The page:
Posted by: randydunning | January 13, 2008

Day 13 | John 13


Text: John 13

Key Verse: 10, 14-15
“Jesus said to him, ‘He who has bathed needs only to wash his feet, but is completely clean; and you are clean, but not all of you.'”
“If I then, the Lord and the Teacher, washed your feet, you also ought to wash one another?s feet. For I gave you an example that you also should do as I did to you.”

We are to be foot washers, or the modern-day equivalent.

This is some humbling stuff, especially when we understand the example of Jesus. In the last chapter (12) he demonstrates that he is the King of Glory. In this chapter he demonstrates that he is the servant of all. And Jesus firmly calls us to follow after him and do likewise. He asks us to meet the basic needs of others with such an attitude of humility that we’ll be willing to do so regardless of the circumstances and what that requires of us.

Unfortunately, it is not the type of service or specific job that causes us a problem, it is whom we’re called to serve. We’ll do things willingly for clean people (read: deserving people). But it is challenging when God asks us to serve unclean or undeserving people.

V. 10 clearly states that not all the disciples were considered “clean” by Jesus. One certainly was not. But nowhere do we read that Judas was excluded from the podiatriac cleansing. Jesus washed the feet of both the clean and the unclean. And he did so in the same place and at the same time.

Jesus expects us to do likewise. Why? Because Jesus didn’t come to judge people (John 12:47), he came to serve them (Mark 10:45) and make the kingdom known to them (Matthew 4:23). He knew that with some he would be received and with others he would be rejected. But he gave everyone equal opportunity.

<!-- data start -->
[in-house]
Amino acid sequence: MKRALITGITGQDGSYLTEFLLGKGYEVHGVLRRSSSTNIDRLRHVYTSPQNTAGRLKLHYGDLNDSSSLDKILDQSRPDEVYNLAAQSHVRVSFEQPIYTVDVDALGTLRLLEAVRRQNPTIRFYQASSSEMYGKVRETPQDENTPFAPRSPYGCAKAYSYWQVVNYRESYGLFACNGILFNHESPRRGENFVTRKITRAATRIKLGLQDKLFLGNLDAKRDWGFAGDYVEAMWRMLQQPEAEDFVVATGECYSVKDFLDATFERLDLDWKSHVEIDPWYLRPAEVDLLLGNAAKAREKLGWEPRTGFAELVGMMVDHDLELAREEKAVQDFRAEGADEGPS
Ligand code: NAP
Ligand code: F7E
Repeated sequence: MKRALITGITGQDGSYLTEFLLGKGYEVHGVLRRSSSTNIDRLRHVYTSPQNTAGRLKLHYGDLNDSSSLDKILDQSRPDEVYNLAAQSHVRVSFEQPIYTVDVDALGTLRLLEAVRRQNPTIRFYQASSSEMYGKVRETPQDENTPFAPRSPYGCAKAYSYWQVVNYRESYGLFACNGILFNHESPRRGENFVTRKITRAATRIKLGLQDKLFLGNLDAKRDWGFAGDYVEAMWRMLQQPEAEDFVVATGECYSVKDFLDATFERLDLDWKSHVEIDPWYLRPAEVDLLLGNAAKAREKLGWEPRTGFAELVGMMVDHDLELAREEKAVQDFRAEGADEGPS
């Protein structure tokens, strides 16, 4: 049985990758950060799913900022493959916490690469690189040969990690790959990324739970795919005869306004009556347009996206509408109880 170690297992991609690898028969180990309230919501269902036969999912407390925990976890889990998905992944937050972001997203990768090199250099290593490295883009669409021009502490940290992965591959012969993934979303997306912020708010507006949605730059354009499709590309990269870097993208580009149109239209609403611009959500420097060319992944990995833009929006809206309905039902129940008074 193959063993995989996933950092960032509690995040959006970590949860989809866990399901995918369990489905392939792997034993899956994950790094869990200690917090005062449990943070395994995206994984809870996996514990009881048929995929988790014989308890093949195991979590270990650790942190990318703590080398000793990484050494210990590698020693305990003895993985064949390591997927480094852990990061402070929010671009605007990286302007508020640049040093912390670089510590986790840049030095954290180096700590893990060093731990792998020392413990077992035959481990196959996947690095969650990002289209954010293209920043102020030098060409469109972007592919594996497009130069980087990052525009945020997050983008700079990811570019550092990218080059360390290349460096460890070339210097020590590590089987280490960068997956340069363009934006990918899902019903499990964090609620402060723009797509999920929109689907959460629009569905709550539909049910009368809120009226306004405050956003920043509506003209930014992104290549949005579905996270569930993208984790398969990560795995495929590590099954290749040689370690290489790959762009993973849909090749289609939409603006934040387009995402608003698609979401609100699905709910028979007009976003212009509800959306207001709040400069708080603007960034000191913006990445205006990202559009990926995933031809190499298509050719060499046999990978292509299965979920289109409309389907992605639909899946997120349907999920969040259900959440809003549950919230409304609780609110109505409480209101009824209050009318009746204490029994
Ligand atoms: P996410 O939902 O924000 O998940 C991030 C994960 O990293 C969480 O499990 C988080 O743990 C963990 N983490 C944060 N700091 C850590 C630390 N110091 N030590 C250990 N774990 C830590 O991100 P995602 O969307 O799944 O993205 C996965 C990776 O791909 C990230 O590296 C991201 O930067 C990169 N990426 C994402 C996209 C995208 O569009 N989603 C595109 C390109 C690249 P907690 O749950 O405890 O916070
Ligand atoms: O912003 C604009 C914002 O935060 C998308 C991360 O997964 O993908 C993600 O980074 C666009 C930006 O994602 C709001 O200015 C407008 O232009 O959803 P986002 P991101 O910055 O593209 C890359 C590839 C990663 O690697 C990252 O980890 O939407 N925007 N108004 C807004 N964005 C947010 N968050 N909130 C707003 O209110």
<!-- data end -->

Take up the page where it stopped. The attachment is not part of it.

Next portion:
I need to not discriminate, especially since I have no idea who will receive and who will reject Jesus. Oh, I might think I’ll know who is clean and who is unclean, but I’ve been gravely mistaken on this before. It is best if I just do the serving and proclaiming like Jesus did and leave the decisions to others and the judging to God.

Lord, may I stop basing my willingness to serve people on my perceptions of their merit or status (clean or unclean) and instead just serve all people freely and liberally with a glad heart, trusting You to take care of the state of their soul.



  1. What I found very interesting is the way Jesus reveals Judas in verses 26 and 27. It is this long, drawn-out process in which Jesus seems discrete and abstract. I have a feeling the intensity of the moment is very much lost by trying to put this incident into words. I picture Jesus saying, “It is the one to whom I will give this piece of bread when I have dipped it in the dish,” and then waiting. Maybe they continued with the teaching, or maybe they sat in silence. At any rate, it had to be agonizing for all involved. Finally, when he does give the bread to Judas Iscariot, the disciples do not understand the magnitude of the betrayal.

    It is interesting that the disciples were so interested in who was going to betray Jesus, but yet they did not understand the magnitude of that betrayal. Perhaps each disciple was thinking of a sin they continued to commit, and perhaps Jesus secretly knew of that sin. Perhaps every doubt that plagued each man’s mind was running over and over again. Perhaps Satan was using this intense moment to attack and challenge each disciple’s faith in this man Jesus.

    So when Judas is revealed, each disciple probably imagined Judas was hiding something on this level. They really had no idea what was going to happen, and it was unfathomable, even though Jesus had spoke about this moment for quite a while.

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